When Burnout Catches up with the Sun
Galerie Dukla, Ostrava, CZ
Solo show curated by Tomáš Knoflíček
“Only we ourselves have to untie that terrible knot, the paradox of the world’s progress, where we are worse off the better things get better.”
No civilization has achieved such power, knowledge, audacity, abundance, and dynamism as the present. But no civilization has also endangered its future as significantly as ours. It can be considered paradoxical that it is at first sight a pragmatic and rational modern society that was the first to expose man to the real danger of the end of his existence. Above all, the feeling of anxiety about the revolutionary changes in the terrestrial ecosystem that are taking place today as a result of human activity also most significantly shaped the current exhibition at the Dukla Gallery. Despite all existential burdens, however, Deana Kolenčíková does not resort to describing pre-apocalyptic threats, and her exhibition is rather in the spirit of an unusual combination of contemplation of human and planetary fate during the anthropocene on the one hand and subversively ironic fun and analytical weather data on the other. For this, it logically uses the natural dialectic of mutually opposite showcases. On the right side of the passage, the scene with the sunset symbolically opens up in front of the viewer as an everyday and at the same time magical moment endowed with intuitively felt significance. For several years now, this ephemeral phenomenon has been a natural everyday constant for the author, bringing anxiety and satisfaction to her mind in the same way. From her time, she regularly reserves space for her observation – and this moment of rest between day and night is basically applied as a simple and at the same time effective cure for the chronic (hyper) activity of contemporary life.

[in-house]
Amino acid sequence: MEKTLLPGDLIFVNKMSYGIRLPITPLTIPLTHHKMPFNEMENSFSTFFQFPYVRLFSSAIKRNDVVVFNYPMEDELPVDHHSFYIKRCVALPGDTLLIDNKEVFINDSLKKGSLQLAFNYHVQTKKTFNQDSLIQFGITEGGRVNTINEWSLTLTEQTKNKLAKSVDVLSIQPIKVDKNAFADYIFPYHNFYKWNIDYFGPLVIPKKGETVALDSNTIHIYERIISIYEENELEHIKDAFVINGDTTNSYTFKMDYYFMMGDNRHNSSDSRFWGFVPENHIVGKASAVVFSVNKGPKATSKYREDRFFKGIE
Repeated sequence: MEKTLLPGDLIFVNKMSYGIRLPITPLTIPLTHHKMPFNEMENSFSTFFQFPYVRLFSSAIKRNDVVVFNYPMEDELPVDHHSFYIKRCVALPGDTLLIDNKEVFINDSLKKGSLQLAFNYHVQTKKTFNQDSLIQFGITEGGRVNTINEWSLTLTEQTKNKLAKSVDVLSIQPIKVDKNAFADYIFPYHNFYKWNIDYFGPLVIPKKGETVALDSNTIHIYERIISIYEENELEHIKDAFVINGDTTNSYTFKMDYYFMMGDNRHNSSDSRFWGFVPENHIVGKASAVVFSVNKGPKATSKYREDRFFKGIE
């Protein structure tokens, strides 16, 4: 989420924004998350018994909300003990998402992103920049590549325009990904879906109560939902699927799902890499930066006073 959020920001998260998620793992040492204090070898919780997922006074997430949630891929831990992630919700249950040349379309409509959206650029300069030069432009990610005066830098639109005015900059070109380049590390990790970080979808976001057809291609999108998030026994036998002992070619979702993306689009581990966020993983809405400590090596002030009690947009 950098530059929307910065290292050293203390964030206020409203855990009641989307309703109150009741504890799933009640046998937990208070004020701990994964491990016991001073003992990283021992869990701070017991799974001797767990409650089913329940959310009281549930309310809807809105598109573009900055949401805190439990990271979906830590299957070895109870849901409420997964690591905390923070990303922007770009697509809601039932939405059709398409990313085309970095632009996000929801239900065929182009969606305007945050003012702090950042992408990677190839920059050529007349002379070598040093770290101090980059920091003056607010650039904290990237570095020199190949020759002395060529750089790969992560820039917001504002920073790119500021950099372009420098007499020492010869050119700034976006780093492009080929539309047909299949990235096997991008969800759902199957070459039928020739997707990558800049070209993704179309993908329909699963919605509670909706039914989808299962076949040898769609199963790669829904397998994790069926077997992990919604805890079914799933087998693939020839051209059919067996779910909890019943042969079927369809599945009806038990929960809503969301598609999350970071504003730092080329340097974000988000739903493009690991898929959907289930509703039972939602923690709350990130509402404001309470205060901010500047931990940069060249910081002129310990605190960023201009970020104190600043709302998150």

It then represents the situation on the opposite side of the passage, where a peaceful sunset is confronted by a frantic celebration of the globe’s 4,543,000,000th birthday. Naturally, this celebration cannot miss a cake (made of moss), confetti and other festive props, including a fountain and a statue of the “celebrant” himself. Part of the “scene” is also an overview of the weather for the last year. Thus, if in the traditional polarity the right side of the passage represents the vivu contemplative (contemplative life), this side falls on the viva activa (active life), which is expressed primarily by the obsessive need of man to pursue primarily goals providing enjoyment or supposed benefit. But there are fewer and fewer of those who do not see pure escapism in this and do not realize that this Garden of Earthly Delights can turn into a mass grave at any moment.
Photo and text: Tomáš Knoflíček